To give you a fair sense of how the Viper stacks up alongside similarly specced budget offerings, we pitted it against AT&T's LTE-enabled Pantech Burst and T-Mobile's Samsung Galaxy S Blaze 4G. All three run a version of Qualcomm's Snapdragon S3 SoC, although the Viper is clocked 300MHz lower than its dual-core 1.5GHz brethren, so bear that in mind as you look over those mixed benchmark results. From a raw processing standpoint, LG's handset takes a firm backseat to its contenders, coming in dead last in Quadrant, SunSpider and Linpack single- and multi-thread. Where graphical prowess is concerned, however, it charges to the head of the class, toppling the competition with consistently higher frame rates.
||LG Viper 4G LTE
||Galaxy S Blaze 4G
|Linpack single-thread (MFLOPS)
|Linpack multi-thread (MFLOPS)
|SunSpider 9.1 (ms, lower scores are better)
Even when limited to Sprint's 3G network, web surfing within the native Android browser is a relatively painless affair. Full desktop pages render in under 20 seconds and pinch-to-zoom performs admirably, tracking our finger movements with only a slight loss in detail.
A product sold on the back of a phantom service? Meet the Viper. Without the support of Sprint's forthcoming 4G LTE network, LG's handset is forced to sit alongside the other 3G products currently staffing Sprint's CDMA lineup. So, while we'd like to tell you how it'll perform with that specific radio tuned into those next-gen waves, we can't -- there's no available signal here in New York City to test.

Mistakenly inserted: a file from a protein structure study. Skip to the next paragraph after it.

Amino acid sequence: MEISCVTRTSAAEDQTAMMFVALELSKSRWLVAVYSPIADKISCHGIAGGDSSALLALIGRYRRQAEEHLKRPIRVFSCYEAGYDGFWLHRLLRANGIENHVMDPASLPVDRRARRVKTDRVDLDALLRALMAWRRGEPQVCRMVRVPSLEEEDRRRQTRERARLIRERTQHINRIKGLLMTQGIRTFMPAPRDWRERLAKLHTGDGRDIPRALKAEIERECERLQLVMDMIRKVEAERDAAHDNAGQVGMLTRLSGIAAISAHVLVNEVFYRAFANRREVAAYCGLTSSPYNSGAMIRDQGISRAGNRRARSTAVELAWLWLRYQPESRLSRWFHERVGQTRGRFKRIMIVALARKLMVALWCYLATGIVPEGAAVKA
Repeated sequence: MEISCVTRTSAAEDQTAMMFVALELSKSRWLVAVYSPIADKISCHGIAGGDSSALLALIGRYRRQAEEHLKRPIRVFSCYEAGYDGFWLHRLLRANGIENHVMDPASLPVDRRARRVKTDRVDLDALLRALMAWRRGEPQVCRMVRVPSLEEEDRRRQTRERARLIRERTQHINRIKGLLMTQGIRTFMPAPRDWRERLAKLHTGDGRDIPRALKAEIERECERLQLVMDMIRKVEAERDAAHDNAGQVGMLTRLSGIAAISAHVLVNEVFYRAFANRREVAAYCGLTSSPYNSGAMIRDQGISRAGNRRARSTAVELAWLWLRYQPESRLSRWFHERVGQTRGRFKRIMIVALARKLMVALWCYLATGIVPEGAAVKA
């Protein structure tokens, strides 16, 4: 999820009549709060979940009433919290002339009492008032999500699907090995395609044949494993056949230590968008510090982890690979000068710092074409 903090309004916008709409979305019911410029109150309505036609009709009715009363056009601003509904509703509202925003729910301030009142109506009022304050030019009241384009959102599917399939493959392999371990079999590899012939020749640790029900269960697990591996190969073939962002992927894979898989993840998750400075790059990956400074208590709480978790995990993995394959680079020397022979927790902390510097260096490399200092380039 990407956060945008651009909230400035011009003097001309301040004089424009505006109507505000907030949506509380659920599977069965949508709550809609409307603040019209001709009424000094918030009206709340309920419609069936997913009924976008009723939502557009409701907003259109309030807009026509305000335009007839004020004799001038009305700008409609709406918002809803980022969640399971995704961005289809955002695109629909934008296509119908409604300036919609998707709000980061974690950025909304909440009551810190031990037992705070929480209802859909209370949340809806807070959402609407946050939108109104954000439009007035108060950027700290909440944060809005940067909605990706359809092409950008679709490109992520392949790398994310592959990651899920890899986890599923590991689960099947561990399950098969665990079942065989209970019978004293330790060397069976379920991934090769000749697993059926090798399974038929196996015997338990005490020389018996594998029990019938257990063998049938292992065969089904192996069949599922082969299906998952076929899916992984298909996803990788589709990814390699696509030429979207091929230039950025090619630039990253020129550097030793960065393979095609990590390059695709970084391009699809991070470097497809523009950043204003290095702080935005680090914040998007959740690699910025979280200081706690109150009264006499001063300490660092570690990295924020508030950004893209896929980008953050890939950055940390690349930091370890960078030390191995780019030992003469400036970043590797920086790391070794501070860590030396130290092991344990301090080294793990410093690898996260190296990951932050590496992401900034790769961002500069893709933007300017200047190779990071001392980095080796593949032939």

What we can attest to is the longevity of its battery while in EVDO-only mode (you can enable or disable this in the settings menu). Under the stress of our standard rundown test the handset lasted four hours and 49 minutes. That's with brightness set to 50 percent, WiFi and GPS enabled, Twitter syncing at 15-minute intervals and one push email account active. With light to moderate use, you should be able to force the phone past the 24-hour mark, especially if you opt for more conservative settings.
GSM carriers here in the US have long trumped their CDMA counterparts in terms of speed. Even so, anyone familiar Sprint's 3G network should know not to expect fast rates, which is precisely why subscribers might be tempted by the promise of LTE. Sadly, without that live 4G network, the phone is at the mercy of Sprint's lackluster EVDO speeds. Around New York City, which is blanketed in 3G coverage, we saw download and upload speeds max out at 1.3Mbps and 0.90Mbps, respectively, with the average hovering between 0.15Mbps to 1.05Mbps down and 0.21Mbps to 0.86Mbps up. In areas where signal penetration was relatively weak, we waited with increasing aggravation for a 2MB app to download and install. Things could change mid-year when Sprint flips the switch on its repurposed radio waves, but for now consider yourself warned.
In a bid to seem different, LG's outfitted the Viper with its own camera app, putting a shred of distance between it and all those other Gingerbread handsets. Users won't be disappointed with the customizations on tap, nor will they be incredibly amazed -- it offers all of the features we've come to accept as standard on modern smartphones. While you don't have the option to tap-to-snap, you can highlight an area on screen to focus in on your intended subject. We do have one minor gripe with the app, and that's the lag between shots.